Linus and Bradley are not alone here. For a long time there have been differences between organizations such as the Linux Foundation, the Free Software Foundation, and the Open Source Initiative. Again, each of these organizations draw their ethical and pragmatic priorities differently and they attract supporters who commonly share those similar lines in the sand.
I am a supporter of all of these organizations. I believe the Linux Foundation has had an unbelievably positive effect in normalizing and bridging the open source culture, methodology, and mindset to the wider business world. The Open Source Initiative have done wonderful work as stewards of licenses that thousands of organizations depend on. The Free Software Foundation has laid out a core set of principles around software freedom that are worthy for us all to strive for.
As such, I often take the view that everyone is bringing value, but everyone is also somewhat blinded by their own priorities and biases.
Unsurprisingly, I see value in both sides of the debate.
Linus rightly raises the practicalities of the software industry. This is an industry in that is driven by a wide range of different forcing functions and pressures: politics, competition, supply/demand, historical precedent, cultural norms, and more. Many of these companies do great things, and some do shitty things. That is human beings for you.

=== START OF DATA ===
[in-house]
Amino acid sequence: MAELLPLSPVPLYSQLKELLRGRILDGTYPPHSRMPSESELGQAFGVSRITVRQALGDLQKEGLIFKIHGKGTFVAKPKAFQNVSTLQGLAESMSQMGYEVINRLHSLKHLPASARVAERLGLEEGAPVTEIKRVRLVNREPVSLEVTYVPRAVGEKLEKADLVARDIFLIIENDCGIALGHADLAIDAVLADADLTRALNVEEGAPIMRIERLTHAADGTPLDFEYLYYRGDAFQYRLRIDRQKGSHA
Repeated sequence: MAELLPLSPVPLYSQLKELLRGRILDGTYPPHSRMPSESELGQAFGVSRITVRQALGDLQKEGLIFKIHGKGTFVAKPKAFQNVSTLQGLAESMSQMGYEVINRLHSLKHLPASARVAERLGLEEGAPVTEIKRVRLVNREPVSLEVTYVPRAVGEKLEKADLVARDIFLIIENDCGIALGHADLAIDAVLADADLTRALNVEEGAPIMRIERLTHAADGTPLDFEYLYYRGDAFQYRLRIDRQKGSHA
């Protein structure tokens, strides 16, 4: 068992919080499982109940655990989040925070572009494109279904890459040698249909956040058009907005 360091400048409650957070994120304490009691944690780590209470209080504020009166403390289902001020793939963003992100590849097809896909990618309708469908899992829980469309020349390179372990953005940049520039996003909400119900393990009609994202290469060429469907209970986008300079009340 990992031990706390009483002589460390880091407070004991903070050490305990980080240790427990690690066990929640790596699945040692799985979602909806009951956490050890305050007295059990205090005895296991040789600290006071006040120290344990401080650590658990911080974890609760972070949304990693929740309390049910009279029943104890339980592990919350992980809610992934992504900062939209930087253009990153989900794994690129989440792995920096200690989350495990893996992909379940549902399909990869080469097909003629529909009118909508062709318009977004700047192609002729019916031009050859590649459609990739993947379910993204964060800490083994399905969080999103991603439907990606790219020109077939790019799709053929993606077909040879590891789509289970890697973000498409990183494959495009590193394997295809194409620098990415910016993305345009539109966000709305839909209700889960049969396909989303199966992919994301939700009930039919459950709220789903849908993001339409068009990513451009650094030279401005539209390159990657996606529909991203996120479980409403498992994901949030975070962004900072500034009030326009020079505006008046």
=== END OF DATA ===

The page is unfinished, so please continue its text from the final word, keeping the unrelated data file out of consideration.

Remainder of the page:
As such, and like any industry, nothing is black and white. This isn’t as simple as Company A licenses code under the GPL and if they don’t meet the expectations of the license they should face legal consequences until they do. Each company has a delicate mix of these driving forces and Linus is absolutely right that a legal recourse could potentially have the inverse effect of reducing participation rather than improving it.
On the other hand, the GPL (or another open source license) does have to have meaning. As we have seen in countless societies in history, if rules are not enforced, humans will naturally try to break the rules. This always starts as small infractions but then ultimately grows more and more as the waters are tested. So, Bradley raises an important point, and while we should take a realistic and pragmatic approach to the norms of the industry, we do need people who are willing and able to enforce open source licenses.